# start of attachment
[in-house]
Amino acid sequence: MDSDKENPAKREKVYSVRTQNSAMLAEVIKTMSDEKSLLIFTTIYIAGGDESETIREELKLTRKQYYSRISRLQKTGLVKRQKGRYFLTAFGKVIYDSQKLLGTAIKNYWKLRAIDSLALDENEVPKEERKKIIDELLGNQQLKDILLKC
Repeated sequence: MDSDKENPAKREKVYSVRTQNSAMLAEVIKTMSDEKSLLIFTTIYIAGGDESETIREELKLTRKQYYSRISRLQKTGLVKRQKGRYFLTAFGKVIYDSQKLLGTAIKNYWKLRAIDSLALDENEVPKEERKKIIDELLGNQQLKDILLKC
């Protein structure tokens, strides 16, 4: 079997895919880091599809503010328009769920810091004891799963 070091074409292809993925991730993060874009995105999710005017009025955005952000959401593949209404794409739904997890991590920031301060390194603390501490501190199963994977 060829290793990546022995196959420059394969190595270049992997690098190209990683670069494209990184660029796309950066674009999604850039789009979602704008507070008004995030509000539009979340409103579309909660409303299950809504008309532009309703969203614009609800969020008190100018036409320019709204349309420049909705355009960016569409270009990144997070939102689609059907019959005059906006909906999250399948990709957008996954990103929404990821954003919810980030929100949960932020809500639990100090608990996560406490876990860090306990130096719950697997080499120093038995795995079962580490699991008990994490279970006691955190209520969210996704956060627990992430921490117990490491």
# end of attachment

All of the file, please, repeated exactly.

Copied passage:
[in-house]
Amino acid sequence: MDSDKENPAKREKVYSVRTQNSAMLAEVIKTMSDEKSLLIFTTIYIAGGDESETIREELKLTRKQYYSRISRLQKTGLVKRQKGRYFLTAFGKVIYDSQKLLGTAIKNYWKLRAIDSLALDENEVPKEERKKIIDELLGNQQLKDILLKC
Repeated sequence: MDSDKENPAKREKVYSVRTQNSAMLAEVIKTMSDEKSLLIFTTIYIAGGDESETIREELKLTRKQYYSRISRLQKTGLVKRQKGRYFLTAFGKVIYDSQKLLGTAIKNYWKLRAIDSLALDENEVPKEERKKIIDELLGNQQLKDILLKC
């Protein structure tokens, strides 16, 4: 079997895919880091599809503010328009769920810091004891799963 070091074409292809993925991730993060874009995105999710005017009025955005952000959401593949209404794409739904997890991590920031301060390194603390501490501190199963994977 060829290793990546022995196959420059394969190595270049992997690098190209990683670069494209990184660029796309950066674009999604850039789009979602704008507070008004995030509000539009979340409103579309909660409303299950809504008309532009309703969203614009609800969020008190100018036409320019709204349309420049909705355009960016569409270009990144997070939102689609059907019959005059906006909906999250399948990709957008996954990103929404990821954003919810980030929100949960932020809500639990100090608990996560406490876990860090306990130096719950697997080499120093038995795995079962580490699991008990994490279970006691955190209520969210996704956060627990992430921490117990490491």